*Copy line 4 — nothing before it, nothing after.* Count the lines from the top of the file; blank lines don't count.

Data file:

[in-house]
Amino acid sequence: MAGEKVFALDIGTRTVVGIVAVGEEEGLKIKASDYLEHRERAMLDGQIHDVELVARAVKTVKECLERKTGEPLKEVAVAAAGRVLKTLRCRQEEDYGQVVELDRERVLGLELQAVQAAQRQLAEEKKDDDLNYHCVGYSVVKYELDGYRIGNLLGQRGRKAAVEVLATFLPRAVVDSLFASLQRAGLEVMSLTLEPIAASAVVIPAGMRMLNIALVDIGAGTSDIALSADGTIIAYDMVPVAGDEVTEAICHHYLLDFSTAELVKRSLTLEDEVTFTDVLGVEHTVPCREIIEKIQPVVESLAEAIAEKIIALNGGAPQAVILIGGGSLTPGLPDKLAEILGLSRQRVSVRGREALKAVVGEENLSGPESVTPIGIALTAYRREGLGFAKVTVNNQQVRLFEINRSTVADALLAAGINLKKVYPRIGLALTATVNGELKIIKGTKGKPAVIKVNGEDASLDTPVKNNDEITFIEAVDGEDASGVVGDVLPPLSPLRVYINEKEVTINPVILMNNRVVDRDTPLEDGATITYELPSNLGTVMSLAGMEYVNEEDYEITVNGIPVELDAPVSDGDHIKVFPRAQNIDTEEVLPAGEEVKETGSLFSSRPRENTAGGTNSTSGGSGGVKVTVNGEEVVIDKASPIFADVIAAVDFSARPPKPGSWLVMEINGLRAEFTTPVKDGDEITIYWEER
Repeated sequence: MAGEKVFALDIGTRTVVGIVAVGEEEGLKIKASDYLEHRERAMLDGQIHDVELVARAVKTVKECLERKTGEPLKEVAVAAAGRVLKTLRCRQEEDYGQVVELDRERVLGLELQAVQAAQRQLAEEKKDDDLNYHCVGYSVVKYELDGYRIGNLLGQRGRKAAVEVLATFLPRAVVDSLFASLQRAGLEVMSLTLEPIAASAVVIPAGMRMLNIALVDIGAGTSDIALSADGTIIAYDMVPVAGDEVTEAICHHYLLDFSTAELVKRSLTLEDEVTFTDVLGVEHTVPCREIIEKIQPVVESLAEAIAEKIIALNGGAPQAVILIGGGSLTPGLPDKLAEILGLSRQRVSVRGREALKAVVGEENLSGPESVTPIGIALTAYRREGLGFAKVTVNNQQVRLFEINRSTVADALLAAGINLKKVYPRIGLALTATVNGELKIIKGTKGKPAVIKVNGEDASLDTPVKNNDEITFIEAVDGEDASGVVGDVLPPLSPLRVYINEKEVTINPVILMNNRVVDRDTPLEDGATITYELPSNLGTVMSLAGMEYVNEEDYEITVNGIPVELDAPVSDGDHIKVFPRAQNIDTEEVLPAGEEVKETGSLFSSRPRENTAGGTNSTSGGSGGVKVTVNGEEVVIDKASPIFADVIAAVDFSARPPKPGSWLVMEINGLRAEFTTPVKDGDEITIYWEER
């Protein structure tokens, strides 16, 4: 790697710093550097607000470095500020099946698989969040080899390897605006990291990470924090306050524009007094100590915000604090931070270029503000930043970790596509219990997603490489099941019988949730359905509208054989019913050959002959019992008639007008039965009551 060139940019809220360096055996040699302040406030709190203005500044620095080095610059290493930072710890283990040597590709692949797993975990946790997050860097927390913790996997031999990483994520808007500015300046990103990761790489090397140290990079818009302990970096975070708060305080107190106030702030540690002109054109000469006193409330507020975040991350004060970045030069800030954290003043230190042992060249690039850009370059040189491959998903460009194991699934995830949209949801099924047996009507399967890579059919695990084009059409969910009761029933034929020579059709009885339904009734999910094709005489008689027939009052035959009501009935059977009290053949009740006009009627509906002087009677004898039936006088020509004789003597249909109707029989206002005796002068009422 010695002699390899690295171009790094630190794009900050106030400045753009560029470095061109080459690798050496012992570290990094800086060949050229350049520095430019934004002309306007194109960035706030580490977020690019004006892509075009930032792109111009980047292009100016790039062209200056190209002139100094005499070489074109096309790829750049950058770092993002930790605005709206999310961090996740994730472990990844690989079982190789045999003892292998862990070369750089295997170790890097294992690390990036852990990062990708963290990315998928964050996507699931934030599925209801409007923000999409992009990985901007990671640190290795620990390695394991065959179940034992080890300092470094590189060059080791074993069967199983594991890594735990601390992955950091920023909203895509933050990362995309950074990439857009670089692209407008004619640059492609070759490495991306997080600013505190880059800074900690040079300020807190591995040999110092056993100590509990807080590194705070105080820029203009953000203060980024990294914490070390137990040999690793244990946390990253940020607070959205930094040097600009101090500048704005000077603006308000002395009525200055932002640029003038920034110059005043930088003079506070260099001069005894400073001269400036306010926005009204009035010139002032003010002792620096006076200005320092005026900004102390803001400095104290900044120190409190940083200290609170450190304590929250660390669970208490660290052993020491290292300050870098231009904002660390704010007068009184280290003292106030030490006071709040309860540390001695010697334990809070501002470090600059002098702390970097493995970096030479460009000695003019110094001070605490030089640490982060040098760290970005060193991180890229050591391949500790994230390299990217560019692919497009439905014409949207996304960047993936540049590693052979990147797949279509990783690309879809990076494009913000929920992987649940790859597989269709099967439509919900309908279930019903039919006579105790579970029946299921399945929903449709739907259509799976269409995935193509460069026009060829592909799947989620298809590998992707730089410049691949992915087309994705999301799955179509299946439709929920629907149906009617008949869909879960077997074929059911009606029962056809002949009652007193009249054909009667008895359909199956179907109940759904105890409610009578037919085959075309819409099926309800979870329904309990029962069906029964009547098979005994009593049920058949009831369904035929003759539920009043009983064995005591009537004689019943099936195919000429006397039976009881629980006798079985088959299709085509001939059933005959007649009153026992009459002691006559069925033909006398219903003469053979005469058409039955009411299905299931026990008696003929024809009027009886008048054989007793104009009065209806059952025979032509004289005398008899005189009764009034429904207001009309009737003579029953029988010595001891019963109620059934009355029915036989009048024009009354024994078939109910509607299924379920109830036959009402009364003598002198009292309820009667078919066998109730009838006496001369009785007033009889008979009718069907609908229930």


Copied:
């Protein structure tokens, strides 16, 4: 790697710093550097607000470095500020099946698989969040080899390897605006990291990470924090306050524009007094100590915000604090931070270029503000930043970790596509219990997603490489099941019988949730359905509208054989019913050959002959019992008639007008039965009551 060139940019809220360096055996040699302040406030709190203005500044620095080095610059290493930072710890283990040597590709692949797993975990946790997050860097927390913790996997031999990483994520808007500015300046990103990761790489090397140290990079818009302990970096975070708060305080107190106030702030540690002109054109000469006193409330507020975040991350004060970045030069800030954290003043230190042992060249690039850009370059040189491959998903460009194991699934995830949209949801099924047996009507399967890579059919695990084009059409969910009761029933034929020579059709009885339904009734999910094709005489008689027939009052035959009501009935059977009290053949009740006009009627509906002087009677004898039936006088020509004789003597249909109707029989206002005796002068009422 010695002699390899690295171009790094630190794009900050106030400045753009560029470095061109080459690798050496012992570290990094800086060949050229350049520095430019934004002309306007194109960035706030580490977020690019004006892509075009930032792109111009980047292009100016790039062209200056190209002139100094005499070489074109096309790829750049950058770092993002930790605005709206999310961090996740994730472990990844690989079982190789045999003892292998862990070369750089295997170790890097294992690390990036852990990062990708963290990315998928964050996507699931934030599925209801409007923000999409992009990985901007990671640190290795620990390695394991065959179940034992080890300092470094590189060059080791074993069967199983594991890594735990601390992955950091920023909203895509933050990362995309950074990439857009670089692209407008004619640059492609070759490495991306997080600013505190880059800074900690040079300020807190591995040999110092056993100590509990807080590194705070105080820029203009953000203060980024990294914490070390137990040999690793244990946390990253940020607070959205930094040097600009101090500048704005000077603006308000002395009525200055932002640029003038920034110059005043930088003079506070260099001069005894400073001269400036306010926005009204009035010139002032003010002792620096006076200005320092005026900004102390803001400095104290900044120190409190940083200290609170450190304590929250660390669970208490660290052993020491290292300050870098231009904002660390704010007068009184280290003292106030030490006071709040309860540390001695010697334990809070501002470090600059002098702390970097493995970096030479460009000695003019110094001070605490030089640490982060040098760290970005060193991180890229050591391949500790994230390299990217560019692919497009439905014409949207996304960047993936540049590693052979990147797949279509990783690309879809990076494009913000929920992987649940790859597989269709099967439509919900309908279930019903039919006579105790579970029946299921399945929903449709739907259509799976269409995935193509460069026009060829592909799947989620298809590998992707730089410049691949992915087309994705999301799955179509299946439709929920629907149906009617008949869909879960077997074929059911009606029962056809002949009652007193009249054909009667008895359909199956179907109940759904105890409610009578037919085959075309819409099926309800979870329904309990029962069906029964009547098979005994009593049920058949009831369904035929003759539920009043009983064995005591009537004689019943099936195919000429006397039976009881629980006798079985088959299709085509001939059933005959007649009153026992009459002691006559069925033909006398219903003469053979005469058409039955009411299905299931026990008696003929024809009027009886008048054989007793104009009065209806059952025979032509004289005398008899005189009764009034429904207001009309009737003579029953029988010595001891019963109620059934009355029915036989009048024009009354024994078939109910509607299924379920109830036959009402009364003598002198009292309820009667078919066998109730009838006496001369009785007033009889008979009718069907609908229930």